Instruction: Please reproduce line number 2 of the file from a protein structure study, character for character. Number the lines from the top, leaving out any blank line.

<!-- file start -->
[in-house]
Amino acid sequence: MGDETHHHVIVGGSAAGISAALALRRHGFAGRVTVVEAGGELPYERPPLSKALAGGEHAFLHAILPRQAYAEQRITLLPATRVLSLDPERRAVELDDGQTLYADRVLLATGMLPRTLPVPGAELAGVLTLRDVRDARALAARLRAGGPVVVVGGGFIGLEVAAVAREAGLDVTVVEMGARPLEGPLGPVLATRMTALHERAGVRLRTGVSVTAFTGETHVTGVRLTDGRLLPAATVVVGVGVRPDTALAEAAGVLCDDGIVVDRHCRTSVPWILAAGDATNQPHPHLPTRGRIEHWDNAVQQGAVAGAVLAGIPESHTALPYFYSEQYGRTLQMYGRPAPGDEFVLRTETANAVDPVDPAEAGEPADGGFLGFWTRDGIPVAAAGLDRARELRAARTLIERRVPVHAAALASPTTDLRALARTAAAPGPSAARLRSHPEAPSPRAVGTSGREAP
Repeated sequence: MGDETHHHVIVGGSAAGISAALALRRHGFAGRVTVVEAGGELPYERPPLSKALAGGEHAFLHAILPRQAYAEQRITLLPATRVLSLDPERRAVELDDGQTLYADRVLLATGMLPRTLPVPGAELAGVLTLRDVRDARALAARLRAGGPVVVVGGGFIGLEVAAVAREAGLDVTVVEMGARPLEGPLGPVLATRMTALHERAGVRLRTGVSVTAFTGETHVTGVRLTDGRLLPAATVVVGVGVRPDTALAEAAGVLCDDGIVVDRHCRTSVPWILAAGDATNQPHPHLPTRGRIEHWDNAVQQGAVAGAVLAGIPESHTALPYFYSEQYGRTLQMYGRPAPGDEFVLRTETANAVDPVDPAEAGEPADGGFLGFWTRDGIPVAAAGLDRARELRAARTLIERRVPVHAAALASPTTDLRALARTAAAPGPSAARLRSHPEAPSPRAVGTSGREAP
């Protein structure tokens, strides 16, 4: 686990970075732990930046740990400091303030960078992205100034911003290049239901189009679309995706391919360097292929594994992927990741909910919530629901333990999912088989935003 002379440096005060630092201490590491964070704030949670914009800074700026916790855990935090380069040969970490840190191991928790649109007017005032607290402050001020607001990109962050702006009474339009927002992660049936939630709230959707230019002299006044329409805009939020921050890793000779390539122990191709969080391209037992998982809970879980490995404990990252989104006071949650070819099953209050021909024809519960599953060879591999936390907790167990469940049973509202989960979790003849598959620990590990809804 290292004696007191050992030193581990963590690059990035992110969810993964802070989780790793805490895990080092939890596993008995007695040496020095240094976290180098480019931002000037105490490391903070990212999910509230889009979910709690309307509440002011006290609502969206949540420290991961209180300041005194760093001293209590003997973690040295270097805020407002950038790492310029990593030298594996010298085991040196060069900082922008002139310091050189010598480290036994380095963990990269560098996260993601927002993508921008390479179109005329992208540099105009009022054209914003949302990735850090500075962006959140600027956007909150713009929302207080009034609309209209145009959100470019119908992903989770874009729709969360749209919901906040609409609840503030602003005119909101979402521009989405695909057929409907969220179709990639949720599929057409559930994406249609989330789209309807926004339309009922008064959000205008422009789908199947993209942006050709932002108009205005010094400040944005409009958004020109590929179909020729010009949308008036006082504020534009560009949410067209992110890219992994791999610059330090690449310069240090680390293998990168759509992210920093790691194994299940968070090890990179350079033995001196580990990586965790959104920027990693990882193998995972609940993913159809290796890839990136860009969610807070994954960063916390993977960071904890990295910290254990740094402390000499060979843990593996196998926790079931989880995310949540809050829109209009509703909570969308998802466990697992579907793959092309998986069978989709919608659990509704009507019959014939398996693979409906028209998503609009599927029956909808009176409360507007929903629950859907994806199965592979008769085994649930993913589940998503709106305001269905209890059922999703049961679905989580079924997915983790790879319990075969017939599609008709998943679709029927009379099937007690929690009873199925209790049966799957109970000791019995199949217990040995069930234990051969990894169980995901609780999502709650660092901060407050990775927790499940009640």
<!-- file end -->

Amino acid sequence: MGDETHHHVIVGGSAAGISAALALRRHGFAGRVTVVEAGGELPYERPPLSKALAGGEHAFLHAILPRQAYAEQRITLLPATRVLSLDPERRAVELDDGQTLYADRVLLATGMLPRTLPVPGAELAGVLTLRDVRDARALAARLRAGGPVVVVGGGFIGLEVAAVAREAGLDVTVVEMGARPLEGPLGPVLATRMTALHERAGVRLRTGVSVTAFTGETHVTGVRLTDGRLLPAATVVVGVGVRPDTALAEAAGVLCDDGIVVDRHCRTSVPWILAAGDATNQPHPHLPTRGRIEHWDNAVQQGAVAGAVLAGIPESHTALPYFYSEQYGRTLQMYGRPAPGDEFVLRTETANAVDPVDPAEAGEPADGGFLGFWTRDGIPVAAAGLDRARELRAARTLIERRVPVHAAALASPTTDLRALARTAAAPGPSAARLRSHPEAPSPRAVGTSGREAP